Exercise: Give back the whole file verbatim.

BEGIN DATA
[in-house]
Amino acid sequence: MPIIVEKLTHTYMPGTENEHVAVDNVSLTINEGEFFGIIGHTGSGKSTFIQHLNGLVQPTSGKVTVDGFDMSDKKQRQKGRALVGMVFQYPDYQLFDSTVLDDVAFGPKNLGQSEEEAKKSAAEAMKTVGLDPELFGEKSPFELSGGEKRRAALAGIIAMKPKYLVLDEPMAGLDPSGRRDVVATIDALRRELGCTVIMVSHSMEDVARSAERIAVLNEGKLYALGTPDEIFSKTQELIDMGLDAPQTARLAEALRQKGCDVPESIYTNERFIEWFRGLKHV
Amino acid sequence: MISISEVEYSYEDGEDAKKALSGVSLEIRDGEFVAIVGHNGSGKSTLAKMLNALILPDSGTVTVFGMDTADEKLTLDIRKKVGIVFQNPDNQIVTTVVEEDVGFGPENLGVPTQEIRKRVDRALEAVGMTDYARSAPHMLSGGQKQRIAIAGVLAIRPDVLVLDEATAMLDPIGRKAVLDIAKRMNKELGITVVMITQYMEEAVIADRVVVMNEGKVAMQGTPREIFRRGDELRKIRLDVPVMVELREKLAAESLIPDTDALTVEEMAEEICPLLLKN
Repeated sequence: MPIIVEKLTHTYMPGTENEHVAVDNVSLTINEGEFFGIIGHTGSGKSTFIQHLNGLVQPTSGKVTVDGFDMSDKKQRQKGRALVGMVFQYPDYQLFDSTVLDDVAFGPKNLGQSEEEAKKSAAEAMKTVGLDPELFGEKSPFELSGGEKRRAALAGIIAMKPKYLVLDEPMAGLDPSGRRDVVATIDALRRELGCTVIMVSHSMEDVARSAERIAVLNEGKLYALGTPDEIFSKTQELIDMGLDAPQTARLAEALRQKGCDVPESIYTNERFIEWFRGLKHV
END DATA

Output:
[in-house]
Amino acid sequence: MPIIVEKLTHTYMPGTENEHVAVDNVSLTINEGEFFGIIGHTGSGKSTFIQHLNGLVQPTSGKVTVDGFDMSDKKQRQKGRALVGMVFQYPDYQLFDSTVLDDVAFGPKNLGQSEEEAKKSAAEAMKTVGLDPELFGEKSPFELSGGEKRRAALAGIIAMKPKYLVLDEPMAGLDPSGRRDVVATIDALRRELGCTVIMVSHSMEDVARSAERIAVLNEGKLYALGTPDEIFSKTQELIDMGLDAPQTARLAEALRQKGCDVPESIYTNERFIEWFRGLKHV
Amino acid sequence: MISISEVEYSYEDGEDAKKALSGVSLEIRDGEFVAIVGHNGSGKSTLAKMLNALILPDSGTVTVFGMDTADEKLTLDIRKKVGIVFQNPDNQIVTTVVEEDVGFGPENLGVPTQEIRKRVDRALEAVGMTDYARSAPHMLSGGQKQRIAIAGVLAIRPDVLVLDEATAMLDPIGRKAVLDIAKRMNKELGITVVMITQYMEEAVIADRVVVMNEGKVAMQGTPREIFRRGDELRKIRLDVPVMVELREKLAAESLIPDTDALTVEEMAEEICPLLLKN
Repeated sequence: MPIIVEKLTHTYMPGTENEHVAVDNVSLTINEGEFFGIIGHTGSGKSTFIQHLNGLVQPTSGKVTVDGFDMSDKKQRQKGRALVGMVFQYPDYQLFDSTVLDDVAFGPKNLGQSEEEAKKSAAEAMKTVGLDPELFGEKSPFELSGGEKRRAALAGIIAMKPKYLVLDEPMAGLDPSGRRDVVATIDALRRELGCTVIMVSHSMEDVARSAERIAVLNEGKLYALGTPDEIFSKTQELIDMGLDAPQTARLAEALRQKGCDVPESIYTNERFIEWFRGLKHV